Arrowtown is a strong “arts” small town – a village and rural area chosen by many talented arts people as the place they want to live. It has a significant number of residents who are either arts practitioners or have a strong arts interest.
This had been a “loose” arts community, which wasn’t well connected. In 2016 a group of people – mainly arts practitioners – decided the local arts scene could be greatly improved by forming a society which attempted to give it better focus.
The first ACAS project was taking management of the Arrowtown Spring Arts Festival – a now biannual event whose future had been threatened by the departure overseas of its owner-founder. In 2018 ACAS achieved its status as a registered charity. And in 2019 ACAS launched its very popular Twilight Opera in the beautiful Dalefield gardens of our supporters, Margot and Bruce Robinson.
ACAS now has nearly 250 members – a significant penetration in a town of Arrowtown’s size. It has become a local arts entrepreneur which successfully manages and finances frequent concerts, recitals, exhibitions, talks, and classes, as well as the township’s Spring Arts Festival. It also helps publicise (and sometimes finance) non ACAS arts events.
This “steering committee” set an objective of launching with 30 founding members, but there were double that number on board when the inaugural meeting of the Arrowtown Creative Arts Society was held in February 2017. The ACAS logo – the eye-catching “Mona Lisa + Sardine Can Key” motif - was created by founding committee member, David John. Newspaper columnist John Lapsley chaired the first meeting.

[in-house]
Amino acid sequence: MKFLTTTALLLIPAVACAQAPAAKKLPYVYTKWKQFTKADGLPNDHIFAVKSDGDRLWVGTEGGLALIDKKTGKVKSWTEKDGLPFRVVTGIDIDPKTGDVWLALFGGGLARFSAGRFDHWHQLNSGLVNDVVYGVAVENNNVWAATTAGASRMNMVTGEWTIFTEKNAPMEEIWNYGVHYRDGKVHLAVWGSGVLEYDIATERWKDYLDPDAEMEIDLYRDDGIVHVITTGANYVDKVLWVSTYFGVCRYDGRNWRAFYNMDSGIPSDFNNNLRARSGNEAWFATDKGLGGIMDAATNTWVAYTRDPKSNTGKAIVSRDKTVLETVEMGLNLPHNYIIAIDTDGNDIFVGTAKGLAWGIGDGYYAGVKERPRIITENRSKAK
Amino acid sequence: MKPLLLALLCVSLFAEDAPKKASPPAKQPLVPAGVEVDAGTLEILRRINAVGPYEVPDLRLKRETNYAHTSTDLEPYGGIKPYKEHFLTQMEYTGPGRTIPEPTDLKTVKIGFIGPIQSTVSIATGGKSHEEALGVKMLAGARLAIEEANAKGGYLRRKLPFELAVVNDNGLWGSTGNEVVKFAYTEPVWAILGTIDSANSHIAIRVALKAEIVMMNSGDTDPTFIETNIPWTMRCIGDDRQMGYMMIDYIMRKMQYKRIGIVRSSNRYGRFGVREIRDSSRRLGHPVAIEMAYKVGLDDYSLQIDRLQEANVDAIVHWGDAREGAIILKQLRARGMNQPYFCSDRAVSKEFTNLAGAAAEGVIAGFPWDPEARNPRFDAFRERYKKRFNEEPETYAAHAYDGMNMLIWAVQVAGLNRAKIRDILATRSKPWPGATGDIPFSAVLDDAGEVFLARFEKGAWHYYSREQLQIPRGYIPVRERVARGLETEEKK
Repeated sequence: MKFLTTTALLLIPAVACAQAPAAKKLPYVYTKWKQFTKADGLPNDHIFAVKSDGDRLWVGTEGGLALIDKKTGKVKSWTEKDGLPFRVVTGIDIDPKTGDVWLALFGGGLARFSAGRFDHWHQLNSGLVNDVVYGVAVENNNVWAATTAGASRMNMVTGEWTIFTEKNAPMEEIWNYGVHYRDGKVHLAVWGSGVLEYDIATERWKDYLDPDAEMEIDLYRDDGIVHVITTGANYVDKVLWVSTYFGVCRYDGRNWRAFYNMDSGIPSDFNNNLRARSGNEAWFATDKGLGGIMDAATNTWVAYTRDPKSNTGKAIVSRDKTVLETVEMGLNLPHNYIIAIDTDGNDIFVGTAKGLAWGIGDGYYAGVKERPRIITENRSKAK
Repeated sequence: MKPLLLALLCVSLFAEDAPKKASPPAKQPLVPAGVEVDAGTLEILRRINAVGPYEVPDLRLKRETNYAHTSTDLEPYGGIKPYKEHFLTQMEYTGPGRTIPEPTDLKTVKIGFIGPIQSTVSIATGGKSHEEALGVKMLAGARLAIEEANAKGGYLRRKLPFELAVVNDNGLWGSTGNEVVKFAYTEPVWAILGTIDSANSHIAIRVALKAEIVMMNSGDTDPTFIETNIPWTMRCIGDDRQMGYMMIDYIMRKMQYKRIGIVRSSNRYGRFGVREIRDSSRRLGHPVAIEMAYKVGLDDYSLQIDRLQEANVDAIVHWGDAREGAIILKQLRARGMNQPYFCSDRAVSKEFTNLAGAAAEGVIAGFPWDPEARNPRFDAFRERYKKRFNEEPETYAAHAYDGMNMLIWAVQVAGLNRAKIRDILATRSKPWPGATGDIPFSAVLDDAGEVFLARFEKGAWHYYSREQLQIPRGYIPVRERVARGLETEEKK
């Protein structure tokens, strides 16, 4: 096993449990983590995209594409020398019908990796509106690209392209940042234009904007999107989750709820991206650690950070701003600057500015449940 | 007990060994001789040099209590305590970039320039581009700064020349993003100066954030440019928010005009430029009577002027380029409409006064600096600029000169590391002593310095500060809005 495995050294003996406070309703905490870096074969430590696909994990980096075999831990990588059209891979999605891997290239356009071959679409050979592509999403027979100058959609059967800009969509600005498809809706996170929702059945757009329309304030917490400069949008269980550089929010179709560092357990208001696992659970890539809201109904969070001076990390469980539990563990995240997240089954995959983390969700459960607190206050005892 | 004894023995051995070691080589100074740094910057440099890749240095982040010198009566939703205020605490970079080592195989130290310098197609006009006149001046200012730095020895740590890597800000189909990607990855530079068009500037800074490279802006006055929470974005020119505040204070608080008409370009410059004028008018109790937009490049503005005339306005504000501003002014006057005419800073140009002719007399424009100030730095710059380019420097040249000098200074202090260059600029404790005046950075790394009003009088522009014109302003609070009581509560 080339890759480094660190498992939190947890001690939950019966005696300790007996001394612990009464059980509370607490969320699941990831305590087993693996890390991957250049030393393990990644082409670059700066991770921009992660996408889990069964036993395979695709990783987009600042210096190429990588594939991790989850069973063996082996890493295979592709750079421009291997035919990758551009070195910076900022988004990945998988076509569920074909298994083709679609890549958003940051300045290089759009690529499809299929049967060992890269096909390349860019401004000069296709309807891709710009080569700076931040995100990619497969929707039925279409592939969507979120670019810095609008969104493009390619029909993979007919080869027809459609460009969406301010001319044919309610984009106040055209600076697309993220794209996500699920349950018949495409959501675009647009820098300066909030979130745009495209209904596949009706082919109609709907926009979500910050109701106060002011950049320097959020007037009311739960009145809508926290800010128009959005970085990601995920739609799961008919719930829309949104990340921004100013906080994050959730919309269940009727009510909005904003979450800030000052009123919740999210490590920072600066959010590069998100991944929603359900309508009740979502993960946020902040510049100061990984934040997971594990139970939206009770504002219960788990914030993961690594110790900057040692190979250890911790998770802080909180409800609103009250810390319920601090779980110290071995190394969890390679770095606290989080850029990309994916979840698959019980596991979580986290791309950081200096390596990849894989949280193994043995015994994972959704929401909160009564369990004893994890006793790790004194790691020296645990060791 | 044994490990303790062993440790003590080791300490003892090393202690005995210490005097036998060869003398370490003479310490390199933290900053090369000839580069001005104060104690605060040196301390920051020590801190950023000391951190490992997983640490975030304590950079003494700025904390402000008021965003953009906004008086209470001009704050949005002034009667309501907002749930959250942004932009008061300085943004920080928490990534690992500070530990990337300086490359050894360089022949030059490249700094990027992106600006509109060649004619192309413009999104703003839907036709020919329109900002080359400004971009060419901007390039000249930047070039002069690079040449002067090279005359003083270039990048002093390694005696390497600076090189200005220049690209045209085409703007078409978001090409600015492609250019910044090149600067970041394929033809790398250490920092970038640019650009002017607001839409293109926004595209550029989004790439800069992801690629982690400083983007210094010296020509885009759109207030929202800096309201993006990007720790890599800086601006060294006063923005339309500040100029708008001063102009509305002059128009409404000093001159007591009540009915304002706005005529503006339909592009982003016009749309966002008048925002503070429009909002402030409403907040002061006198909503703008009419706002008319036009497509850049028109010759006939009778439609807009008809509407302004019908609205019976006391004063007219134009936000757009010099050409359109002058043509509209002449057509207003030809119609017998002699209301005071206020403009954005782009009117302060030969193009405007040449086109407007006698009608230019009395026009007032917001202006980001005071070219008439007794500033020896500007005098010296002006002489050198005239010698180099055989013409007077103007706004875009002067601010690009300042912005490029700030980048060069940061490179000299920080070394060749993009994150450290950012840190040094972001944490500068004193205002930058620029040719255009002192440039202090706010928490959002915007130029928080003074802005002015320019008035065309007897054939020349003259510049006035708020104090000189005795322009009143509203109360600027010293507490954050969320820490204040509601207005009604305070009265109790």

Other founders, Sue Marshall and Jane Pestell-Litten, provided member and event news via the high quality ArtyFacts e-magazine they’d already created.
Most ACAS funding comes via a combination of financially successful key events, a small network of generous local benefactors, and its membership fees. It also receives financial support from the Arrowtown Promotion and Business Association, makes occasional applications for specific event grants, and is helped by QLDC’s co-operative venue management staff.
Like most successful societies ACAS’s success relies on the work and talent of its committee members. Since its founding, ACAS has been chaired by John Lapsley, Mairi Raby, Barry Litten and Paul Rea.